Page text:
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Fort Campbell Eagle Assault remembers Fallen Pilots

 

Written by Sgt. Duncan Brennan
101st Combat Aviation Brigade

Wings of DestinyFort Campbell KY, 101st Airborne Division

Fort Campbell, KY – Soldiers from 5th Battalion, 101st Combat Aviation Brigade, 101st Airborne Division (Air Assault) conducted a ceremony in honor of fallen soldiers at Fort Campbell, KY, August 9th, 2013.

Two trees were dedicated, one to 1st Lt. Robert J. Hess, a UH-60 Black Hawk Helicopter pilot, and one to Capt. Aaron Blanchard, an AH-64 Apache helicopter pilot, with Headquarters and Headquarters Company, 2nd Battalion, 10th Combat Aviation Brigade.

Capt. Nathan White, chaplain, 5th Battalion, 101st Combat Aviation Brigade, 101st Airborne Division (Air Assault) delivers the invocation at the beginning of a ceremony where two trees were dedicated to fallen comrades at Fort Campbell, KY, Aug. 9, 2013. (U.S. Army photo by Sgt. Duncan Brennan, 101st CAB Public Affairs)

Capt. Nathan White, chaplain, 5th Battalion, 101st Combat Aviation Brigade, 101st Airborne Division (Air Assault) delivers the invocation at the beginning of a ceremony where two trees were dedicated to fallen comrades at Fort Campbell, KY, Aug. 9, 2013. (U.S. Army photo by Sgt. Duncan Brennan, 101st CAB Public Affairs)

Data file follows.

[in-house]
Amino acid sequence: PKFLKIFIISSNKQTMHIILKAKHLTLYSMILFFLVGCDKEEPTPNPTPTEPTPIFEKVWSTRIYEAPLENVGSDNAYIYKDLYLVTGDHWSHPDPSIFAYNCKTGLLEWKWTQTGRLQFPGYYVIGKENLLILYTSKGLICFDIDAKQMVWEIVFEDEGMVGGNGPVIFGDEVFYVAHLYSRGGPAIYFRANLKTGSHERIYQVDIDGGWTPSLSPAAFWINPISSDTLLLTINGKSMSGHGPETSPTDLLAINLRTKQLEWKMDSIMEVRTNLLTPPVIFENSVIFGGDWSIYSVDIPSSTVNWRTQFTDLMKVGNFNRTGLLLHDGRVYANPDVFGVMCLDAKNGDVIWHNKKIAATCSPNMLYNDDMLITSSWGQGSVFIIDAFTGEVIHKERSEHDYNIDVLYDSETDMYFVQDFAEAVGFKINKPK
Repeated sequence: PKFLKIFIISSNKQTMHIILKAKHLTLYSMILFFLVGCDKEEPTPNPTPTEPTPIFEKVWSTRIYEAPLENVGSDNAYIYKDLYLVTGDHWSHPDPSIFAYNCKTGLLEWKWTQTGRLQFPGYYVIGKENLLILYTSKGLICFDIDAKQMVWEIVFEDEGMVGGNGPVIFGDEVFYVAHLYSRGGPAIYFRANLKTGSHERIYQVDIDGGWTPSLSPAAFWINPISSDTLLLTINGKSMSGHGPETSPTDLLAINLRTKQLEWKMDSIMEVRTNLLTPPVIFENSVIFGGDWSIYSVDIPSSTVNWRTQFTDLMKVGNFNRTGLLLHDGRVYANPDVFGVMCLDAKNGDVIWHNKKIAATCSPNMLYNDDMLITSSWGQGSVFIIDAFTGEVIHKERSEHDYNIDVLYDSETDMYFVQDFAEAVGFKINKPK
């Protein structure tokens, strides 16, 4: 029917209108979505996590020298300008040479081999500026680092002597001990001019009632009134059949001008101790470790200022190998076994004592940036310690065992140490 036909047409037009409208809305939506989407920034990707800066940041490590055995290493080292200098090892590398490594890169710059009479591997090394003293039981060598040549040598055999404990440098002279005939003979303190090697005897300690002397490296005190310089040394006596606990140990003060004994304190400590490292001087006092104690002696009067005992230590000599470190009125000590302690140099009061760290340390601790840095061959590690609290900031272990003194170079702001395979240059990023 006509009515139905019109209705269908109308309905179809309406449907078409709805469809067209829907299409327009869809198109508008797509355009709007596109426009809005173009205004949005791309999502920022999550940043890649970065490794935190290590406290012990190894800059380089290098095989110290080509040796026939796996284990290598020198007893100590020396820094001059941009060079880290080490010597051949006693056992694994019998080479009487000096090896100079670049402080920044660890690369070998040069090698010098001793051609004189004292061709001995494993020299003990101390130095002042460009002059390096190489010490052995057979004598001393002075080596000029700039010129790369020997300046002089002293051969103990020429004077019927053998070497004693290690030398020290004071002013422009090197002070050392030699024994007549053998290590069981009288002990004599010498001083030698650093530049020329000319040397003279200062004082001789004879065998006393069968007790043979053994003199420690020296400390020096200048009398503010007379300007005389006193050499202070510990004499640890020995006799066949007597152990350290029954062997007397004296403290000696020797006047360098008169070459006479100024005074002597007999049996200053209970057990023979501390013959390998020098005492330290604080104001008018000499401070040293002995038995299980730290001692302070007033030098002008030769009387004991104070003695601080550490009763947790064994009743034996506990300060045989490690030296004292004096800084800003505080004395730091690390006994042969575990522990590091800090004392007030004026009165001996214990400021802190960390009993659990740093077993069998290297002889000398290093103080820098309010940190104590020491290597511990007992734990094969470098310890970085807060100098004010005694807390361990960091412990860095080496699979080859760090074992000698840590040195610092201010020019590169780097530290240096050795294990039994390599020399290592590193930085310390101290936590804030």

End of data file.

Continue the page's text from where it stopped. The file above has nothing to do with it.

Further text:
Both were killed in a rocket attack at Forward Operating Base Shank, Afghanistan, April 23rd, 2013.

Blanchard and Hess were part of Task Force Knighthawk, the unit that continued the aviation mission at FOB Shank as Task Force Eagle Assault, returned home to their families.

“We are privileged to have known and to have served with our brothers in arms, Capt. Aaron Blanchard and 1st Lt. Robert Hess,” said Chap. Nathan White, 5-101st CAB in his invocation during the ceremony. “As we dedicate these trees as a memorial to them, we celebrate their lives, but also mourn their loss.”

The family members of both Blanchard and Hess were in attendance at the ceremony. Each family shared a private moment as they laid flowers at the base of each tree.

The trees were dedicated out of a sense that regardless of unit, when a soldier is killed, all have lost a brother or sister.

“As time passes, and our echoes fade from this unit and this storied division,” said Lt. Col. Chuck Rambo, commander 5-101st CAB. “Thousands more will pass through and answer the call of this great nation and will walk these very halls. Soon, all our names will be forgotten. Let it be known that two will live on forever, always remembered, always honored and never forgotten.”

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